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Member Since 20 Nov 2002
Offline Last Active Mar 20 2015 01:44 PM

Posts I've Made

In Topic: Lines of Coding Per Day

10 January 2013 - 04:38 PM

I type 80 WPM / 400 CPM, so that means I can write about 2,400 lines (of 80 characters/each) in a work day if I don't take any breaks! biggrin.png

But seriously, I like the comment that was made earlier about negative lines of code. That says it all, IMO. I do as much writing as I do deleting and refactoring.

I love to delete code, especially other people's ugly-ass spaghetti grossness, and unfortunately, sometimes my own ("what was I thinking?!")

In Topic: [Help] Getting into game programing

10 January 2013 - 12:29 PM

Maybe u know something similar to XNA, but for C++?

Yeah check out SFML: http://www.sfml-dev.org/features.php

In Topic: [Help] Getting into game programing

10 January 2013 - 12:15 PM

@Hordeon: I was the one who suggested XNA, and I stand by that recommendation. If others have recommended it to you as well then that should really vouch for it being a good option.


I find that using XNA (with C#) gives a good balance of ease-of-use and power/flexibility (more so than, say, Unity). You still need to write a lot of your own code, but as Vincent_M points out you don't need to spend half your time messing around with content loading, external libs, etc. It really lets you get to the point and start creating something.

In Topic: Hey i'd like some knowledge

09 January 2013 - 02:27 PM

That's a very limited view on the capabilities of both types. And overly discouraging. "Lifetimes" worth of study are not required to be more than competent in both fields, otherwise no one would get hired for professional art OR code until they were in their late 50's. And the rest of your post just reads like "I tried and failed, so it's not possible."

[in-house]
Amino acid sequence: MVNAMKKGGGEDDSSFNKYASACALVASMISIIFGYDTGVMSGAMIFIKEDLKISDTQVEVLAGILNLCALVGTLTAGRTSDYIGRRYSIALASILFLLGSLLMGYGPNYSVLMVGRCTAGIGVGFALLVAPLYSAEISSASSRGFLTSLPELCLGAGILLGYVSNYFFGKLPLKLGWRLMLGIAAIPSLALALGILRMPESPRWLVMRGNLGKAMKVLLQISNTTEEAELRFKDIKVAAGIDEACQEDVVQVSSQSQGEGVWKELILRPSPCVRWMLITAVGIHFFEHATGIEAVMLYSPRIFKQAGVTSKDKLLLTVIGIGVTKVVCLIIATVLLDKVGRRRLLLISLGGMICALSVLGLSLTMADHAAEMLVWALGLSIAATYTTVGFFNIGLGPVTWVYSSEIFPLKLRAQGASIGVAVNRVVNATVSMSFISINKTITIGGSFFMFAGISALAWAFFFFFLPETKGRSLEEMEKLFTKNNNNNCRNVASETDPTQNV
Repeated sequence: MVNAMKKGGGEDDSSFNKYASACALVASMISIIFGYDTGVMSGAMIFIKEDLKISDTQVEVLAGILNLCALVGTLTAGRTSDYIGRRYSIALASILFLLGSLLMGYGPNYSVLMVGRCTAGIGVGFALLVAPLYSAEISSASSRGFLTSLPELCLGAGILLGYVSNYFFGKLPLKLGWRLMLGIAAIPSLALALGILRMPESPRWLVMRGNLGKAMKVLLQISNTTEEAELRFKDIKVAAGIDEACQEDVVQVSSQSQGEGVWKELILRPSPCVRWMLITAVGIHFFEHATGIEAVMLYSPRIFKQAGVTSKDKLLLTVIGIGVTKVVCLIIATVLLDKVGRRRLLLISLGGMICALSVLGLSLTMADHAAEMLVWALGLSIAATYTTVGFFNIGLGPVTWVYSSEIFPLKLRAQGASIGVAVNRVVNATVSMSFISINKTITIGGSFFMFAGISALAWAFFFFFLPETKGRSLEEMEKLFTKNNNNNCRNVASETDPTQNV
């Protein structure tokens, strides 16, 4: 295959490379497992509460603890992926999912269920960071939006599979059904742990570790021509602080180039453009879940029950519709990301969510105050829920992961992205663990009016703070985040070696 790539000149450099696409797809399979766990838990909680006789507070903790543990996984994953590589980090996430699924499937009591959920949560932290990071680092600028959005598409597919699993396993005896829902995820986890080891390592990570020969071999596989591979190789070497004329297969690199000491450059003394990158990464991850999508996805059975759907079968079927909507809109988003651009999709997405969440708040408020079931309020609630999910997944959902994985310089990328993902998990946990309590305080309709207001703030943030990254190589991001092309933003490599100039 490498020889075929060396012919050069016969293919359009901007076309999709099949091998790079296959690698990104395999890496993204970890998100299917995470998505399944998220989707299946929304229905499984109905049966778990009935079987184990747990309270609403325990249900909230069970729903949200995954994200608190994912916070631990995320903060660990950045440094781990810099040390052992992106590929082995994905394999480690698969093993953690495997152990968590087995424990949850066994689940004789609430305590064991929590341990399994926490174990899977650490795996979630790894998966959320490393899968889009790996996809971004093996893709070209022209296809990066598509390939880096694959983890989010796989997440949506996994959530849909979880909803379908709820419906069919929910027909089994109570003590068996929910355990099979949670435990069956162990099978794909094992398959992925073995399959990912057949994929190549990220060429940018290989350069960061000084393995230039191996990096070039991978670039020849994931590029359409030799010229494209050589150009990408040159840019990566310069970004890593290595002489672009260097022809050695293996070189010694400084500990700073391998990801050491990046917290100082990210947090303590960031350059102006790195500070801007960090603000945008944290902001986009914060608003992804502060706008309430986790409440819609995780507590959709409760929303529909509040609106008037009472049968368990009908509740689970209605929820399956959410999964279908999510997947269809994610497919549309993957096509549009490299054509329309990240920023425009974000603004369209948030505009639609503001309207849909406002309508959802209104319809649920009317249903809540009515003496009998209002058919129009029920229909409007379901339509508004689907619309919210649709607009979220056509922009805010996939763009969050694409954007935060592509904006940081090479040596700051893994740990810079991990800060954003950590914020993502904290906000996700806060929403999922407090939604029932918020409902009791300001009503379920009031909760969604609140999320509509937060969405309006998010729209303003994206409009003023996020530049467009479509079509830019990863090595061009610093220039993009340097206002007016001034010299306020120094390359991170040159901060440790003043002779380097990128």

They (well, Malcolm Gladwell) says you need to spend about 10,000 hours doing something before you're an expert at it. Based on that rule I'm an expert in at least 2-3 things so far, and I'm only 32 smile.png

There is definitely value in sticking in with something until you get good at it, mind you, but if you happen to be passionate about more than one thing then why not pursue them? It needs to be for the "right" reasons though, or it'll never "stick".

Edit: more directly related to the thread, here's a great blog post by Tommy Refenes (of Super Meat Boy fame):


In Topic: Is it such possible to create fast games without using C/C++ ?

09 January 2013 - 10:45 AM

There are two separate questions here:

* does C/C++ perform better than X/Y/Z?
* is it important to learn C/C++ to get a job in the industry?

Anything that compiles to native code is going to run faster than something that doesn't. This is the reason engines are built in C++. But, as Servant of the Lord points out, most larger games use a high-level scripting language for actual game logic. There are many reasons for this: separation from engine/low-level code, reducing the amount of compiling that's required, allowing less technical users to script game logic, etc.

I think it's important to learn a C-like language, as it's the basis of many low AND high-level languages, but I would argue that knowing C/C++ inside and out is not a necessity unless you're working on console games, or working on game engines directly (building them, or extending them beyond their original design).